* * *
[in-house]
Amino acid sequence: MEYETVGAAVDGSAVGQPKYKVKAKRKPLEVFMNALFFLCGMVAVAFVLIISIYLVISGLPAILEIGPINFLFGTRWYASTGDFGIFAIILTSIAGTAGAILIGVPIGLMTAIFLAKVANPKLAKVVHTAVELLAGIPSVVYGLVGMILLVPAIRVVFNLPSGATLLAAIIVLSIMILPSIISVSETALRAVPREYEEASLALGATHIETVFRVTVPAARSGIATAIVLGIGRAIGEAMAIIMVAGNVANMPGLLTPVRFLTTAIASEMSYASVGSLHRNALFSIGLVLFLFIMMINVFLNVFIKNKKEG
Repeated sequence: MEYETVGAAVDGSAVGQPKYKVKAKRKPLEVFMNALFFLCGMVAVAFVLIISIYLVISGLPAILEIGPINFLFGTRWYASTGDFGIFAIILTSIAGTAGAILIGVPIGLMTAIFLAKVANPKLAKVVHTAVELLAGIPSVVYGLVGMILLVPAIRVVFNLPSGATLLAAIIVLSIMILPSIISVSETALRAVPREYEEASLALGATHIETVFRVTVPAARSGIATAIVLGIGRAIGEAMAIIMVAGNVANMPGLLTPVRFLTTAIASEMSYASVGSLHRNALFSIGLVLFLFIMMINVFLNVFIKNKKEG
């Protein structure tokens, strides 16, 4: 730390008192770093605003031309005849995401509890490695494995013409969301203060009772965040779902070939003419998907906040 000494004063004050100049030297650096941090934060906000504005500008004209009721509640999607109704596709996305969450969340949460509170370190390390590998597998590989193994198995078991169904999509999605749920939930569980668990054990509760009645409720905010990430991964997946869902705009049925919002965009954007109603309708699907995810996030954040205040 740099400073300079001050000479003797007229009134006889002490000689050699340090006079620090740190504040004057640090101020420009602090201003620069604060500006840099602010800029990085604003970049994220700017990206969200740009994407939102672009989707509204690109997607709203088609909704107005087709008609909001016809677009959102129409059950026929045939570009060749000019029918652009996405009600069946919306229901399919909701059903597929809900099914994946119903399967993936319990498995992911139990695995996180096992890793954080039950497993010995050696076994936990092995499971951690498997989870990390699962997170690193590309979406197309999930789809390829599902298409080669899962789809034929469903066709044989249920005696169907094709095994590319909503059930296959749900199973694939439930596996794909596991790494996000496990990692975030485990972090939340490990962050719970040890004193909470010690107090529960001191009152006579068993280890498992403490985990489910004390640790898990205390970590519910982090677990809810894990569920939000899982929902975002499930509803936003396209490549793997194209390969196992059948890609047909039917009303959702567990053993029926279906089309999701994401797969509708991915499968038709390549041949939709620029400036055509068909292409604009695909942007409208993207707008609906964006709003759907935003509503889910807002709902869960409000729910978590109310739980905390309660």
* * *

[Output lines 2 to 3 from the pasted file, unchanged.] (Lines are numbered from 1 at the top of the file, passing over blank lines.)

Amino acid sequence: MEYETVGAAVDGSAVGQPKYKVKAKRKPLEVFMNALFFLCGMVAVAFVLIISIYLVISGLPAILEIGPINFLFGTRWYASTGDFGIFAIILTSIAGTAGAILIGVPIGLMTAIFLAKVANPKLAKVVHTAVELLAGIPSVVYGLVGMILLVPAIRVVFNLPSGATLLAAIIVLSIMILPSIISVSETALRAVPREYEEASLALGATHIETVFRVTVPAARSGIATAIVLGIGRAIGEAMAIIMVAGNVANMPGLLTPVRFLTTAIASEMSYASVGSLHRNALFSIGLVLFLFIMMINVFLNVFIKNKKEG
Repeated sequence: MEYETVGAAVDGSAVGQPKYKVKAKRKPLEVFMNALFFLCGMVAVAFVLIISIYLVISGLPAILEIGPINFLFGTRWYASTGDFGIFAIILTSIAGTAGAILIGVPIGLMTAIFLAKVANPKLAKVVHTAVELLAGIPSVVYGLVGMILLVPAIRVVFNLPSGATLLAAIIVLSIMILPSIISVSETALRAVPREYEEASLALGATHIETVFRVTVPAARSGIATAIVLGIGRAIGEAMAIIMVAGNVANMPGLLTPVRFLTTAIASEMSYASVGSLHRNALFSIGLVLFLFIMMINVFLNVFIKNKKEG